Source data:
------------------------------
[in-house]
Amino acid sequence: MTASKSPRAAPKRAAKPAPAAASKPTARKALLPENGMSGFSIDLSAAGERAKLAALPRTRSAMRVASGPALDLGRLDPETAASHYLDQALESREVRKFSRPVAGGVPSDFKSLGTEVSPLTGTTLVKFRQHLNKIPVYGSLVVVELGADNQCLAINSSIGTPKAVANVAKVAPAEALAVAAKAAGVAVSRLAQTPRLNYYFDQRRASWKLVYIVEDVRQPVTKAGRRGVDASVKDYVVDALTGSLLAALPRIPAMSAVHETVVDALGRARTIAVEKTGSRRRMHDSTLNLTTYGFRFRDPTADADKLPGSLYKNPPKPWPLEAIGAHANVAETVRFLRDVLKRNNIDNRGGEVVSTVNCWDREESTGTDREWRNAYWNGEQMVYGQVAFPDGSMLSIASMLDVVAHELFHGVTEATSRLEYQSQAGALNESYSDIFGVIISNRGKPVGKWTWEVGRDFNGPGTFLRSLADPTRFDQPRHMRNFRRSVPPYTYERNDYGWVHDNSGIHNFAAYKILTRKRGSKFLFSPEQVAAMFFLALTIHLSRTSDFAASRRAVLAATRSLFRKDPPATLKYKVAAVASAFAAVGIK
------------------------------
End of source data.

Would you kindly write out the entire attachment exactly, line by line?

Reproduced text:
[in-house]
Amino acid sequence: MTASKSPRAAPKRAAKPAPAAASKPTARKALLPENGMSGFSIDLSAAGERAKLAALPRTRSAMRVASGPALDLGRLDPETAASHYLDQALESREVRKFSRPVAGGVPSDFKSLGTEVSPLTGTTLVKFRQHLNKIPVYGSLVVVELGADNQCLAINSSIGTPKAVANVAKVAPAEALAVAAKAAGVAVSRLAQTPRLNYYFDQRRASWKLVYIVEDVRQPVTKAGRRGVDASVKDYVVDALTGSLLAALPRIPAMSAVHETVVDALGRARTIAVEKTGSRRRMHDSTLNLTTYGFRFRDPTADADKLPGSLYKNPPKPWPLEAIGAHANVAETVRFLRDVLKRNNIDNRGGEVVSTVNCWDREESTGTDREWRNAYWNGEQMVYGQVAFPDGSMLSIASMLDVVAHELFHGVTEATSRLEYQSQAGALNESYSDIFGVIISNRGKPVGKWTWEVGRDFNGPGTFLRSLADPTRFDQPRHMRNFRRSVPPYTYERNDYGWVHDNSGIHNFAAYKILTRKRGSKFLFSPEQVAAMFFLALTIHLSRTSDFAASRRAVLAATRSLFRKDPPATLKYKVAAVASAFAAVGIK